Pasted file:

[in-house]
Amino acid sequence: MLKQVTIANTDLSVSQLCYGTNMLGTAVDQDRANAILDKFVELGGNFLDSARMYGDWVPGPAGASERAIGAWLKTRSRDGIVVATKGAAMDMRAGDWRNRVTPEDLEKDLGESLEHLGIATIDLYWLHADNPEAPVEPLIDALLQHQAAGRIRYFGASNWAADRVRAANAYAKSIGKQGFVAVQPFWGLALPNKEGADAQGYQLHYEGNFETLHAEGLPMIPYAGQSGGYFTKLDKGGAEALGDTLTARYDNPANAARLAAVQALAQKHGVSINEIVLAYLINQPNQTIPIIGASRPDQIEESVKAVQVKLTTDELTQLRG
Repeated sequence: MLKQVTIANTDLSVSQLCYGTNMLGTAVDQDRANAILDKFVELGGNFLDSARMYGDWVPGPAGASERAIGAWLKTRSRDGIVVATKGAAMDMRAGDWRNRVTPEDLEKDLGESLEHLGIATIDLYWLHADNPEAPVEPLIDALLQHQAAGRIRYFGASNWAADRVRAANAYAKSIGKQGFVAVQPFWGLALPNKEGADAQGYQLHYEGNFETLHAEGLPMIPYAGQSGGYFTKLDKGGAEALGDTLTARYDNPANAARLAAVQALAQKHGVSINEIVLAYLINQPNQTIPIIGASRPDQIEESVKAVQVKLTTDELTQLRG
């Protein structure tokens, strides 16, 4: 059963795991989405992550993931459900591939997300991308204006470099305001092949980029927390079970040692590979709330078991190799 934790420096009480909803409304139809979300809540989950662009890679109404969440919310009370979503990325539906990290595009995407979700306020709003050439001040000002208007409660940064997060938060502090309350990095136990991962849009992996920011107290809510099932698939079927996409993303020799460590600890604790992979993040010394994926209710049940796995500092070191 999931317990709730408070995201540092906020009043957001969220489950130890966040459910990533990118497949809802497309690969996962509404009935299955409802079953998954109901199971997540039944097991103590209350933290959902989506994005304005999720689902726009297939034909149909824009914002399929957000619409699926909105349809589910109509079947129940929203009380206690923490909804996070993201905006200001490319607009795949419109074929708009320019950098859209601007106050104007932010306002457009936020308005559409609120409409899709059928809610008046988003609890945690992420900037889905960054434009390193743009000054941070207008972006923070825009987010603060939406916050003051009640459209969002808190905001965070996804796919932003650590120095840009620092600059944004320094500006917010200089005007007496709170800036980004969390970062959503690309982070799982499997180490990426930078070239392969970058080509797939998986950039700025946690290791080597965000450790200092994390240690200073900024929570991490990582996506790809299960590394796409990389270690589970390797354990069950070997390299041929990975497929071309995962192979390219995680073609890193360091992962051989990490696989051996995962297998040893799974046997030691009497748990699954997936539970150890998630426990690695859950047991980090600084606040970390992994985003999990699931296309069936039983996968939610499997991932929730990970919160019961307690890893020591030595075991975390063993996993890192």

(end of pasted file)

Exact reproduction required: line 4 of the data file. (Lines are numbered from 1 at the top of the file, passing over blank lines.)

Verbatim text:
């Protein structure tokens, strides 16, 4: 059963795991989405992550993931459900591939997300991308204006470099305001092949980029927390079970040692590979709330078991190799 934790420096009480909803409304139809979300809540989950662009890679109404969440919310009370979503990325539906990290595009995407979700306020709003050439001040000002208007409660940064997060938060502090309350990095136990991962849009992996920011107290809510099932698939079927996409993303020799460590600890604790992979993040010394994926209710049940796995500092070191 999931317990709730408070995201540092906020009043957001969220489950130890966040459910990533990118497949809802497309690969996962509404009935299955409802079953998954109901199971997540039944097991103590209350933290959902989506994005304005999720689902726009297939034909149909824009914002399929957000619409699926909105349809589910109509079947129940929203009380206690923490909804996070993201905006200001490319607009795949419109074929708009320019950098859209601007106050104007932010306002457009936020308005559409609120409409899709059928809610008046988003609890945690992420900037889905960054434009390193743009000054941070207008972006923070825009987010603060939406916050003051009640459209969002808190905001965070996804796919932003650590120095840009620092600059944004320094500006917010200089005007007496709170800036980004969390970062959503690309982070799982499997180490990426930078070239392969970058080509797939998986950039700025946690290791080597965000450790200092994390240690200073900024929570991490990582996506790809299960590394796409990389270690589970390797354990069950070997390299041929990975497929071309995962192979390219995680073609890193360091992962051989990490696989051996995962297998040893799974046997030691009497748990699954997936539970150890998630426990690695859950047991980090600084606040970390992994985003999990699931296309069936039983996968939610499997991932929730990970919160019961307690890893020591030595075991975390063993996993890192």